Lord of the Cries: A retrospective on Far Cry 3

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Far Cry 3 recently celebrated its re-release through the “Classic Edition”, which finally allows PS4 and Xbox One players to enjoy the first person/open world shooter that redefined its series in 2012, after two earlier and disparately structured entries. In all fairness, I got a chance to play it early thanks to getting Far Cry 5′s season pass, which also unlocked another DLC  expansion for the most recent entry, the Vietnam war themed Hours of Darkness. Everyone else can finally revisit the Rook islands on June 29th this year.

Far Cry 3 is considered by many to be the best in the series, even if later installments did add meaningful tweaks and improvements, which feel notably missing upon returning to 3. Perhaps its the formula and how creatively executed it was in 2012 that makes it feel like the best of the current line of games. Personally, I feel that Far Cry 5 of this year, despite deep complaint with its narrative and characters, is the best in terms of making a world worth exploring and remembering. In terms of quality narrative, the rather disliked, in that it was too similar to 3 Far Cry 4 is perhaps the most well thought out and meaningful tale. So we return to 3, which has a good story with some uncomfortable social and allegorical layers complimenting a truly large and well thought out violent playground. It really is subjective when it comes to which flavor of Ubisoft’s best franchise suits you most.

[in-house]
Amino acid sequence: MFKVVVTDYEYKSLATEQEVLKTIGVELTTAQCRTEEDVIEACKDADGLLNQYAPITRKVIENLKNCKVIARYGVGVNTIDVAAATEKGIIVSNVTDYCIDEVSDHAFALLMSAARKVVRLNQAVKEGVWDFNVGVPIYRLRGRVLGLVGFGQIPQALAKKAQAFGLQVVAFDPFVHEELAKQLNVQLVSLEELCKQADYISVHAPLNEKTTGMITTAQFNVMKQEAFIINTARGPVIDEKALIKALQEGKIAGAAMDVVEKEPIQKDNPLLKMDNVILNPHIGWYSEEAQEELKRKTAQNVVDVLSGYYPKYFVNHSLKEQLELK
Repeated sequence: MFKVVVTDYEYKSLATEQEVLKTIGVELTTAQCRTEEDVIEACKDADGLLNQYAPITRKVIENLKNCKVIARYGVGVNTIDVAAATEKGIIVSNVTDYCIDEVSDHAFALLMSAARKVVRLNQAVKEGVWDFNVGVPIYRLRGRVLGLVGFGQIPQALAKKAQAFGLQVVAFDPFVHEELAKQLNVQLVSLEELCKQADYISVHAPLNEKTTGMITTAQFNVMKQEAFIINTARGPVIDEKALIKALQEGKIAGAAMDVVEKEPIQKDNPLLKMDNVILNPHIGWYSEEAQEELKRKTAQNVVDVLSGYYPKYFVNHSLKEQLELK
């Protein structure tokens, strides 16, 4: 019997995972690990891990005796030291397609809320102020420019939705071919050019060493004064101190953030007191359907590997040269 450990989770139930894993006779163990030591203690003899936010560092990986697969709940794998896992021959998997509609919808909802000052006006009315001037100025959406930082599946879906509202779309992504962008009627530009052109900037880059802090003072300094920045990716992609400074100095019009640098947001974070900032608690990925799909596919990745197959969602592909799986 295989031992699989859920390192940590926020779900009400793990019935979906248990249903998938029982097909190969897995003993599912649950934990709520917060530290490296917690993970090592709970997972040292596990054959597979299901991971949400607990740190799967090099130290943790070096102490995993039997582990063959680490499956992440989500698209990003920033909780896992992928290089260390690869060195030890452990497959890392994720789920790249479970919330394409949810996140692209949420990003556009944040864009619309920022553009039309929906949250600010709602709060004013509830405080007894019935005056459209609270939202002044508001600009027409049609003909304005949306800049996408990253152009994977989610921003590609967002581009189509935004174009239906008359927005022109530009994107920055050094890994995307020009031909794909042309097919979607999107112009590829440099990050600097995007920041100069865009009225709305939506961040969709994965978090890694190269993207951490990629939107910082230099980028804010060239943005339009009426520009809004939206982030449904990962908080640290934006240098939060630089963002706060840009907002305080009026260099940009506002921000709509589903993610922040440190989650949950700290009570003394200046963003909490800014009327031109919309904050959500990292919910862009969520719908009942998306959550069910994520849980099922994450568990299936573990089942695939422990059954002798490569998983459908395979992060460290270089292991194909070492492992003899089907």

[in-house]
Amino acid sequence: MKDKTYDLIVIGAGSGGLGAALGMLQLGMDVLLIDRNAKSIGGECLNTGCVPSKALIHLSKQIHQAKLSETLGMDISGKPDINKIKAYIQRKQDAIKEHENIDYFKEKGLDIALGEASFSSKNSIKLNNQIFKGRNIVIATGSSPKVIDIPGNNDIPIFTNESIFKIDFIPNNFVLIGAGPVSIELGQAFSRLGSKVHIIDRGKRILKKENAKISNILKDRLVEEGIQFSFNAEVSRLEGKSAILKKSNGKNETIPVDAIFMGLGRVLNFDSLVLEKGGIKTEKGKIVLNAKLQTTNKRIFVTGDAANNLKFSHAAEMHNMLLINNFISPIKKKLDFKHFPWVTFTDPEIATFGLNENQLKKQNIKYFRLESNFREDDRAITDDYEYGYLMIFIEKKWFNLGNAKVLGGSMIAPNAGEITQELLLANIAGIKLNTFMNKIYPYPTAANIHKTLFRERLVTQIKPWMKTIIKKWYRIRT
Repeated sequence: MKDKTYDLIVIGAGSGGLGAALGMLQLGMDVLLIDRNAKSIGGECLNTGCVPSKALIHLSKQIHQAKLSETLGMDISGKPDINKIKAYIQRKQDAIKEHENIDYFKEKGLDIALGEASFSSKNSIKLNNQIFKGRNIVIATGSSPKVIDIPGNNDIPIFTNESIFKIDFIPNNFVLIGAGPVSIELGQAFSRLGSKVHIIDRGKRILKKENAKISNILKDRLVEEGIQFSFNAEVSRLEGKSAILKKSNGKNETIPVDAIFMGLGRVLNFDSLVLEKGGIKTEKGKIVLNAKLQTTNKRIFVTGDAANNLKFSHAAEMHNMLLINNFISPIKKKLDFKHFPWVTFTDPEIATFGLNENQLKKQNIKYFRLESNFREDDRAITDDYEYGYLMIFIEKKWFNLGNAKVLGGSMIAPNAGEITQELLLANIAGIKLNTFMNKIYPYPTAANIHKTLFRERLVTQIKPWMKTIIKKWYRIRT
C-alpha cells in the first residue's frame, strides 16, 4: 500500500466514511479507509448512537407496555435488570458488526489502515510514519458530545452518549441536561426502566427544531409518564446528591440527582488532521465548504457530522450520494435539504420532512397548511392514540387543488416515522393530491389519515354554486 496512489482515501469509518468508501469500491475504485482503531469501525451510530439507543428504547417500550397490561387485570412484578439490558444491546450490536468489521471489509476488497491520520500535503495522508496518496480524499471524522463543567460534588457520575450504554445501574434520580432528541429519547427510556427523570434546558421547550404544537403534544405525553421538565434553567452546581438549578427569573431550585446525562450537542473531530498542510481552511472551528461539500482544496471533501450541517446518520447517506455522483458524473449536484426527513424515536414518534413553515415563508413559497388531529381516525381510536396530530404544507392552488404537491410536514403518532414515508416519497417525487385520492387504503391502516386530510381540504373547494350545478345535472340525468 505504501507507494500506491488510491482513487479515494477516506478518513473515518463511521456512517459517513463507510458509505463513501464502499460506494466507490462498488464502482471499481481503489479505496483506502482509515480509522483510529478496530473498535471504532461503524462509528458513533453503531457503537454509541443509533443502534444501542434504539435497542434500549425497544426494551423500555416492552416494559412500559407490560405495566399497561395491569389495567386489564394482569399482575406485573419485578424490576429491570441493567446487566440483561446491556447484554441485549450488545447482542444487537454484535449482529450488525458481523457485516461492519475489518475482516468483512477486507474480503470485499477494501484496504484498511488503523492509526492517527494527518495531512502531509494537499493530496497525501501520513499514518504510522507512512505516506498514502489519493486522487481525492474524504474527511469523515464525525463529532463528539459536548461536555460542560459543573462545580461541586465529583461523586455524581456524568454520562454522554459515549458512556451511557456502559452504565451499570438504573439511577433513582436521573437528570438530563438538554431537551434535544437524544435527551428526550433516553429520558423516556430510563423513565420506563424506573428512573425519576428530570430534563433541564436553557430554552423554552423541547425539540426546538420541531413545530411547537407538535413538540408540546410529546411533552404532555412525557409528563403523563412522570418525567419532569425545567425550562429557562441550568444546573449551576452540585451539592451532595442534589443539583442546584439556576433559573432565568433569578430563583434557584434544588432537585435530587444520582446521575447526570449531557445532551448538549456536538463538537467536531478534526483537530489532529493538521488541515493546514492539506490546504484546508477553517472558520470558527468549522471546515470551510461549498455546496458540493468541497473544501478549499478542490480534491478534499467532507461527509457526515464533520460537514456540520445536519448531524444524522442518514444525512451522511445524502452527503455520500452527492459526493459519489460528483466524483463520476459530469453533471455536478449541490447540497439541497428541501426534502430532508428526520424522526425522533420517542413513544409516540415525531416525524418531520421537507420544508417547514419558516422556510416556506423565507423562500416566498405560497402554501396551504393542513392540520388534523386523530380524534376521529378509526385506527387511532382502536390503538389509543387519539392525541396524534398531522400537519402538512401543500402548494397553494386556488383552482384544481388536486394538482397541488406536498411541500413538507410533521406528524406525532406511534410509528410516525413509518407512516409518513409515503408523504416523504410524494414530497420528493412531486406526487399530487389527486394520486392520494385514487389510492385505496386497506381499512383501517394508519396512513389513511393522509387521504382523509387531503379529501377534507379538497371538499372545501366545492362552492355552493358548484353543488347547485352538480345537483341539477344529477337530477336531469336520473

When it comes to nailing down Far Cry 3 as a work of satire, which has been frequently defended despite complaint from its lead writer Jeffrey Yohalem, that remains a puzzle to me. The story is that a group of early 20s’ trust fund tourists decide to go parachuting onto an archipelago for the last stretch of their expensive Summer holiday. Turns out, there is a violent band of pirates in control of the archipelago, themselves under the control of an utterly amoral private military company. The group is captured and split up by the pirates for ransom, and the whitebread protagonist, Jason Brody (creative surname), manages to escape from the main pirate camp, losing his big brother Grant in the process. Vaas, the much beloved but sadly secondary antagonist of the game, actually allows Jason a chance to escape to the jungle, just for fun. Vaas’ enjoyable yet psychopathic insanity draws comparison to Heath Ledger’s Joker or GTA V‘s Trevor Phillips.

Jason is rescued by the island natives, the Rakyat, and is thus thrust into the controversial role of the “white savior”. Through mystical power coming from some tattoos put on him, he gradually becomes a truly lethal predator in his journey to rescue his younger brother, girlfriend and remaining friends, to “walk the path”, as the locals call it. Eventually, he becomes the only person who can get anything done to liberate the archipelago. This is where people label Far Cry 3 with the unfortunate stigma of relying on racist, colonial storytelling tenets to justify the pretty awesome open-world to conquer. There’s even a hot island warrior priestess for Jason to win over through his actions. It’s all here and I can’t deny it. Perhaps I’m not the best judge of how right or wrong this framework is as I can certainly bitch about James Cameron’s Avatar doing the same thing too, while being sorta fine when Indiana Jones does it in Temple of Doom.